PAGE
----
House & Home

Levittown Tries to Set Green Example

Posted February 13, 2008 4:50 p.m. EST
Updated February 25, 2008 9:26 p.m. EST

— This prototypical suburban community, known for mass-produced housing that went up for soldiers coming home from World War II, is again trying to standardize a way of life for its residents.

This time, they want everybody to go green.

Oil companies, light bulb manufacturers and other businesses are teaming up with nonprofits and the government to canvas all 17,000 homes in the community, trying to encourage residents to upgrade their boilers, change to energy-efficient lighting, use better insulation and even invest in solar heating.

Organizers say if this Long Island town - dubbed by some as America's first suburb - can reduce its carbon footprint, it could set a course for the nation. They are trying to package the campaign as a way homeowners can simultaneously save money and help the environment.

The project is the brainchild of Nassau County Executive Thomas Suozzi, who says he's always been devoted to preservation of the environment but also knows about day-to-day struggles and distractions.

"It's very hard when you're busy paying taxes and your mortgage, and dropping your kids off at soccer practice or at school, or going to work, to think about the polar ice caps and the plight of the polar bears and the penguins," he said. "We need to make this part of regular people's lives."

On a cool evening in January, two representatives from the regional nonprofit group Citizens Campaign for the Environment went from house to house, knocking on doors, ringing doorbells and trying to inform people about their options.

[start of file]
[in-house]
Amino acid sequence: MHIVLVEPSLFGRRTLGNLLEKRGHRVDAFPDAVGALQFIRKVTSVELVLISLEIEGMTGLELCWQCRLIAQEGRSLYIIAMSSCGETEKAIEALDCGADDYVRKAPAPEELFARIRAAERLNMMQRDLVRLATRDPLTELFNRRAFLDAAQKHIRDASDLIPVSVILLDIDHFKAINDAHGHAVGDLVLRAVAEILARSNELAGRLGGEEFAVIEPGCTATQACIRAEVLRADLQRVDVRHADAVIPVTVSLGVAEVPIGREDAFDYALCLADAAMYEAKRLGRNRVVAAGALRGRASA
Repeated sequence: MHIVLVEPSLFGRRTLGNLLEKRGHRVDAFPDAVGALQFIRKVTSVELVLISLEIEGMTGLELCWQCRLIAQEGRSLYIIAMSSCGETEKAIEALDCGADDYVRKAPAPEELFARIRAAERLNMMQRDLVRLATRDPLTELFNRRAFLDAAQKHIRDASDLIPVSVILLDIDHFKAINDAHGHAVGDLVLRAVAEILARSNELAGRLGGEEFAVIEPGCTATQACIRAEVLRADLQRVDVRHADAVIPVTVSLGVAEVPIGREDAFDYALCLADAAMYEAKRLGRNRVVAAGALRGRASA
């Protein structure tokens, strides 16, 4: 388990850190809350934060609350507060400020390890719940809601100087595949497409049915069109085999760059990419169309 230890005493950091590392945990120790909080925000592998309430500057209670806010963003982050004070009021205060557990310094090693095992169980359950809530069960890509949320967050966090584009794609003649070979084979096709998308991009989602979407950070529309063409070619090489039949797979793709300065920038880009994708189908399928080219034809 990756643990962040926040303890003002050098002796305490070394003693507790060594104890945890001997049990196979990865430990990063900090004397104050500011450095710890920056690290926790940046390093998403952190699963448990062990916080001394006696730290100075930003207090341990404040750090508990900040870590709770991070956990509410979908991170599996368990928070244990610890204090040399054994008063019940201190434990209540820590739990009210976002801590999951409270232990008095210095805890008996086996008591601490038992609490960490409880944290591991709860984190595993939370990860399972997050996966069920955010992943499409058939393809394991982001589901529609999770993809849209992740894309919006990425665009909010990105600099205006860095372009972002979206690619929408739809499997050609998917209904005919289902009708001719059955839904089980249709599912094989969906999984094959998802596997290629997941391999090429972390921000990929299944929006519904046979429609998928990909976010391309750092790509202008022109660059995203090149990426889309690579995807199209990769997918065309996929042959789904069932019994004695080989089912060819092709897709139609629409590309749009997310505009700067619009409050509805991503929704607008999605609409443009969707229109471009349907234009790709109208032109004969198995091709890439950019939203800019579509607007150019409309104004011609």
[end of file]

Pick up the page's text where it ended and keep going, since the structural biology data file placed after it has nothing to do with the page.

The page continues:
"We're not selling anything," the two canvassers would announce at the beginning of their pitch, in an effort to get at least a few seconds of face time.

Often, the homeowners dismissed them, citing a range of excuses from being busy feeding the kids dinner to not speaking English. But a few times, the canvassers were met with a positive reception from an eager resident.

Not everybody has to get on board right away, the campaigners said. Once a few neighbors start making changes, the news about incentives and environmental awareness could spread through the community.

By replacing light bulbs, a resident can save up to $200 on their electric bill every year, according to the Green Levittown project. They say homeowners can save as much as $450 every year with new windows and insulation, or $600 a year with an up-to-date boiler.

For an incentive, the project's partners are offering homeowners gift cards, reduced interest rates on loans, discounted prices on home energy assessments.

The organizers are planning a big party for St. Patrick's Day, and the project will culminate on Earth Day, when they will hand out energy-efficient light bulbs for free and try to once again encourage homeowners to sign up to do their part.

The ultimate goal? To reduce the community's overall carbon footprint by 10 percent.